The Kou Empire is introduced in full and Aladdin, once lost, seems to have found himself, if not his past.
Story & Art: Shinobu Ohtaka
Translation/Adaptation: John Werry
What They Say:
Aladdin finds himself among the Kouga tribe, who live deep in the desert far from Qishan. An emissary from the Kou Empire arrives offering peace, but when it turns out to be an offer they can’t refuse, things take a turn for the worse. Aladdin learns more about the legend of the Magi and the Rukh, bird-like beings of light, with whom he appears to share a deep connection…
Content: (please note that content portions of a review may contain spoilers)
Volume three picks up with Aladdin, who’s found himself a five-year journey away from Alibaba and Qishan. Yes, Aladdin has found himself in the Kouga Empire. They’re a group of proud people once led by the man who would unite the world. The story is from hundreds of years ago and the Kouga Empire has since weakened considerably since then. Their numbers are in the hundreds, if that.
They’ve been hurt by slavers, mostly. They take the women and force them to have babies and take the men and put them to hard labor. Slavery seems to be an ongoing theme in the early going of Magi, and is often hinted at now in the second season, showing just how different this world is to ours. Slavery is at the forefront of their minds because of how primitive the people in Magi are, as most villains want only power and will achieve it by any means necessary, which is often slavery and killing.
Herein lies one of the flaws of Magi: The villains are often just too villainous. Like, they really don’t have any redeeming factors. Lord Ryosai from this volume and Jamil from the last are evil to their core and I don’t know how we’re supposed to sympathize with them.
Not to short change the comic, as thus far it does have one good antagonist. But the antagonist, Hakuei Ren, is not a villain in the traditional sense. In the early part of her story here, she acts against them, but barely so. She’s fighting, and I use that term loosely, with the Kouga Empire to bring them into the Kou Empire peacefully. She prefers talking over fighting, as killing will only beget more killing. Which, you know, is true. The manga goes out of its way to prove it in the volume to good success. The evil General Ryosai orders his men to enslave some of the women so they can birth them more slaves. The Kouga Empire manages to save the girls, but hurt some of Ryosai’s men in the process, inciting their anger. Ryosai wants to attack the “savages,” but Hakuei will only talk. Ryosai, not so subtly, takes over full control of the army to attack.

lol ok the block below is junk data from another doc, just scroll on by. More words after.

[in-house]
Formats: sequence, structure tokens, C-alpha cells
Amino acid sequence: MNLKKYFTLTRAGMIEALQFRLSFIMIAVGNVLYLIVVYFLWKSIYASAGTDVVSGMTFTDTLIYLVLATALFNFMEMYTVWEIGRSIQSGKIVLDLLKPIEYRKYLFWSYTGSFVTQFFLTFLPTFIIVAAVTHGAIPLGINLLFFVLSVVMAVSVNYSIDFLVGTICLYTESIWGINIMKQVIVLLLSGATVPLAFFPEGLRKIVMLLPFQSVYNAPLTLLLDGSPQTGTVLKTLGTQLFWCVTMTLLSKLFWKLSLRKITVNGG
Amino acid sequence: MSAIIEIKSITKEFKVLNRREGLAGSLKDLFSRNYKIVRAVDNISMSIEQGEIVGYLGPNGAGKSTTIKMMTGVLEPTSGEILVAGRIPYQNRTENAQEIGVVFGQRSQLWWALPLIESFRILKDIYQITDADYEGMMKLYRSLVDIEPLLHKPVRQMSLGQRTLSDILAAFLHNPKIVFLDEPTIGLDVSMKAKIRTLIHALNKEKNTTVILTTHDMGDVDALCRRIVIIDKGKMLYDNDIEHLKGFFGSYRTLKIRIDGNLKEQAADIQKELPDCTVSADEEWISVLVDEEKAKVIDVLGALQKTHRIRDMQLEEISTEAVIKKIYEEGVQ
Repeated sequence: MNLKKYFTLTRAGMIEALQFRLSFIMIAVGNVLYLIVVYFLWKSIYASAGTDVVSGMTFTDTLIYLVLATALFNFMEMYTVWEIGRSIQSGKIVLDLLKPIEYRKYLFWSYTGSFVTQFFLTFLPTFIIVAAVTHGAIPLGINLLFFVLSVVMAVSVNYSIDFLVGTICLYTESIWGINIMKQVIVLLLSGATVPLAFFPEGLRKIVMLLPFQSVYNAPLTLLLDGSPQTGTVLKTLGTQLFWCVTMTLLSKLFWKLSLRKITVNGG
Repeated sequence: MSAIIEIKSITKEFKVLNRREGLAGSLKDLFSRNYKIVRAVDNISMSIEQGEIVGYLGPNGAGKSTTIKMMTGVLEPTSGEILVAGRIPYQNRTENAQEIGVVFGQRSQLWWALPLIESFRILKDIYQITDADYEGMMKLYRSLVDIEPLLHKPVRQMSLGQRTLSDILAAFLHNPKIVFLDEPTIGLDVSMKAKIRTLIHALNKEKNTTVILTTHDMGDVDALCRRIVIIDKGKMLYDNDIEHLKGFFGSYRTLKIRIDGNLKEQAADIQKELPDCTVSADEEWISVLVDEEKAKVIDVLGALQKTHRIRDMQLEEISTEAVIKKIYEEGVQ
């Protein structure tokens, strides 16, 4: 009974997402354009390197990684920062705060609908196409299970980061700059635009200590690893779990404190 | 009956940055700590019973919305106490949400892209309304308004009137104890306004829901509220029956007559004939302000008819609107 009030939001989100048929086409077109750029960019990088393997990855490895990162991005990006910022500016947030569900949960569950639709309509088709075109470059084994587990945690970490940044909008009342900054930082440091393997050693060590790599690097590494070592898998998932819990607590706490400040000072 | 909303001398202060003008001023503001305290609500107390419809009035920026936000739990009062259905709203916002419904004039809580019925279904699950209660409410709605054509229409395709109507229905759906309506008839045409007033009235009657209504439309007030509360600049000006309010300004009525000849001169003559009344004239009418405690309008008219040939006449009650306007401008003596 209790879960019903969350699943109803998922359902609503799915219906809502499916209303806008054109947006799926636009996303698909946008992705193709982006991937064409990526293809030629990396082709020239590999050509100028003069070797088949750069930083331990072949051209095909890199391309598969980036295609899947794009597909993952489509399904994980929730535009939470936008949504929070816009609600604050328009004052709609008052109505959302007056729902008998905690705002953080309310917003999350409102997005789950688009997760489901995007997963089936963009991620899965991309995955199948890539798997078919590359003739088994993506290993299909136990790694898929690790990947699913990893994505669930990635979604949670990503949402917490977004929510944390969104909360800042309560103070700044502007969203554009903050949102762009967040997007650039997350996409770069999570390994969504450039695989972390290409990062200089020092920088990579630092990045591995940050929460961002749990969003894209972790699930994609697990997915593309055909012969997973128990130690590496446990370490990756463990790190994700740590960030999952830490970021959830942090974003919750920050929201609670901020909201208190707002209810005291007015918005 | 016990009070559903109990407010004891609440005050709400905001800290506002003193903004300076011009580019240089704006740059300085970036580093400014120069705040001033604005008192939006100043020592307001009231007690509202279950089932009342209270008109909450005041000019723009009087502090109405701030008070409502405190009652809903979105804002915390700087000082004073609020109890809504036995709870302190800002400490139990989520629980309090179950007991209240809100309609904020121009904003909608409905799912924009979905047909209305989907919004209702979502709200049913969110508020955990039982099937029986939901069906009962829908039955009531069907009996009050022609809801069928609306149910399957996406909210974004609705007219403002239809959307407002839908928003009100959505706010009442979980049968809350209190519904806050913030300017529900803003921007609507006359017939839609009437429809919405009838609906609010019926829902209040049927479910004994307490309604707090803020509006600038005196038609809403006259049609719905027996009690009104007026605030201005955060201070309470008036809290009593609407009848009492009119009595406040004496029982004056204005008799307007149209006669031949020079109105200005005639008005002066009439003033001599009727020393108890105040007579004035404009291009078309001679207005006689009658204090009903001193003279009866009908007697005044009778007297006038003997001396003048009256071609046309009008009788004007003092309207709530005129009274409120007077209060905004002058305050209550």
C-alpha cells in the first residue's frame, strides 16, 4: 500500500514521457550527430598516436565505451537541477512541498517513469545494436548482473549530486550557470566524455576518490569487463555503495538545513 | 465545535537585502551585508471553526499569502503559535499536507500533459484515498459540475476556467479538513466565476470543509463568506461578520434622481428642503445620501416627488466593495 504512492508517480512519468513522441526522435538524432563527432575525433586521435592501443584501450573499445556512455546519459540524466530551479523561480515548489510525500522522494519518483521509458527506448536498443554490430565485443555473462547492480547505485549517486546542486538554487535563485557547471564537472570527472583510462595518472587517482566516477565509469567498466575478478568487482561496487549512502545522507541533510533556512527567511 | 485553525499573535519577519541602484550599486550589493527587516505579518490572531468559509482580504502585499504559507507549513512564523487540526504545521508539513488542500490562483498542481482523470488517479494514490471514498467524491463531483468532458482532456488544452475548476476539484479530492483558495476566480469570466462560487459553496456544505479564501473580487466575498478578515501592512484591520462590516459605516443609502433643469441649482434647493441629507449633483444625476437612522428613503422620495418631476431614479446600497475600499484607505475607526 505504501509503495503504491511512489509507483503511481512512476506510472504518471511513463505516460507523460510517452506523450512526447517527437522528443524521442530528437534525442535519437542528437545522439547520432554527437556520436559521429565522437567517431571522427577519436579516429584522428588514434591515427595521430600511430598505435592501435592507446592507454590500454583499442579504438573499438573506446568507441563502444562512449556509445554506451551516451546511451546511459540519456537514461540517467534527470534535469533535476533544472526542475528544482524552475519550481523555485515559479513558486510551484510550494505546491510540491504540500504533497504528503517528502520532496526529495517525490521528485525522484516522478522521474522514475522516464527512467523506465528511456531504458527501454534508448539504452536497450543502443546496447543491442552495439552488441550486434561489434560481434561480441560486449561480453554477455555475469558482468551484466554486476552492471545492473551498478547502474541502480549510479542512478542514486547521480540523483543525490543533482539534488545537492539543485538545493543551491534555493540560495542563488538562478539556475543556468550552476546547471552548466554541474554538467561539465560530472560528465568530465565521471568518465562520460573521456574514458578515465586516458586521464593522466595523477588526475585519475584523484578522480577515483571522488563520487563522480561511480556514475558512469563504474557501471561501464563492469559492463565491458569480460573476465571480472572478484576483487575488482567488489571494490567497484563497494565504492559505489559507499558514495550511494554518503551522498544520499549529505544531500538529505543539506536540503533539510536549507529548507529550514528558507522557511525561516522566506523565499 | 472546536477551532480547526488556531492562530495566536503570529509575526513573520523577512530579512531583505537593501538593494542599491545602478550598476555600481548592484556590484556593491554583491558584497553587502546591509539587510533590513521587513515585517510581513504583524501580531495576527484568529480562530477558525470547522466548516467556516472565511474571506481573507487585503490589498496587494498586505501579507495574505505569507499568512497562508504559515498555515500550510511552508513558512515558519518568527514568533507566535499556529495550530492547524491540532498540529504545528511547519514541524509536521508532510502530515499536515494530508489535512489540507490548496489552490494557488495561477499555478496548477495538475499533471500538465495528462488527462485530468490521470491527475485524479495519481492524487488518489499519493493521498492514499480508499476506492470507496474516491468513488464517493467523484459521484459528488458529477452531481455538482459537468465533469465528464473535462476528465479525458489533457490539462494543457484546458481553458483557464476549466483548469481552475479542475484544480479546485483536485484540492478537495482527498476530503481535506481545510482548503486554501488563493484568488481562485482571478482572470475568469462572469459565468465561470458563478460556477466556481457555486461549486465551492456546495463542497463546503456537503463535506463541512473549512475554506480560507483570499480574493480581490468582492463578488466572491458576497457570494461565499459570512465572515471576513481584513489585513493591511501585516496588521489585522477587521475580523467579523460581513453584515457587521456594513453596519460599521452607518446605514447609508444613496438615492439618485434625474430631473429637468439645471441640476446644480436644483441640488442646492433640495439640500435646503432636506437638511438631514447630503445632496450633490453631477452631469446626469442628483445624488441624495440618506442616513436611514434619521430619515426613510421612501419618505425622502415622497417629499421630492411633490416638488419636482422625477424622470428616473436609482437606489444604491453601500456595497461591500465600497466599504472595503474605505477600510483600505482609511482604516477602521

While the last two volumes have been setting up Aladdin, Alibaba, and Morgiana, which includes the plot itself, their relationships with each other, and specifically how they interact with each other, this volume focuses almost solely on Aladdin. It’s not until the last chapter of the volume that we have any interaction with the other two main characters, and it’s only Morgiana at that.
This is the first big separation between the three characters and they’re growing immensely as a result; at least, Aladdin is growing immensely since we only visit him. At this time, Aladdin doesn’t know what a Magi is or if he even is one. But all his doubts about anything seem to fade away as he interacts with Chagan Shaman, largely referred to as Baba throughout the volume. She knows and sees the rukh like Aladdin does, but he doesn’t learn much about the rukh in his journey here. What he learns about is relationships. Over the short time he spent with her, he had fun and excitement and danger and, eventually, death. But Aladdin feels bad over crying over the loss of the loved one here because he doesn’t hold as many memories with Baba as everyone else does. He relegates himself to the corner of the room, alone, to mourn Baba by himself.
She appears, an amalgamation of rukh in her form, and gives her final lesson. Memories aren’t something that can be quantified like Aladdin is doing. Memories are the things that bring us together as a clan, as friends, and as fellow human beings. Aladdin cared for Baba just as much as the rest of the clan and he should be able to cry with them over the death.
The scene points directly at what the death means to Aladdin and the Kouga, but it’s giving Aladdin perspective on his newfound friendship with Alibaba. He wants to see him, of course, but he’s made these new friends in the Kouga Empire. It’s never stated outright, but Aladdin wants to stay there for these people. But he remembers the promise he made to Alibaba to see the world and it’s that last scene with Baba that helps him through this difficult decision.
Magi doesn’t really up the ante, so to speak, with this volume, but it does to volumes for Aladdin. He remains a big mystery up to this point and it could stay that way for all I care. What’s important right now is how Aladdin interacts with Alibaba and Morgiana and any backstory added should inform that current situation. Despite that, what we do need to know more about is what Magi are and what rukh are. We perhaps spent too much time with the Kouga Empire, but each page seemed to fly by and less might have sacrificed the emotional impact of the climax.
Content Grade: B+
Art Grade: A-
Packaging Grade: B+
Text/Translation Grade: A
Age Rating: 13+
Released By: Viz Media
Release Date: December 10th, 2013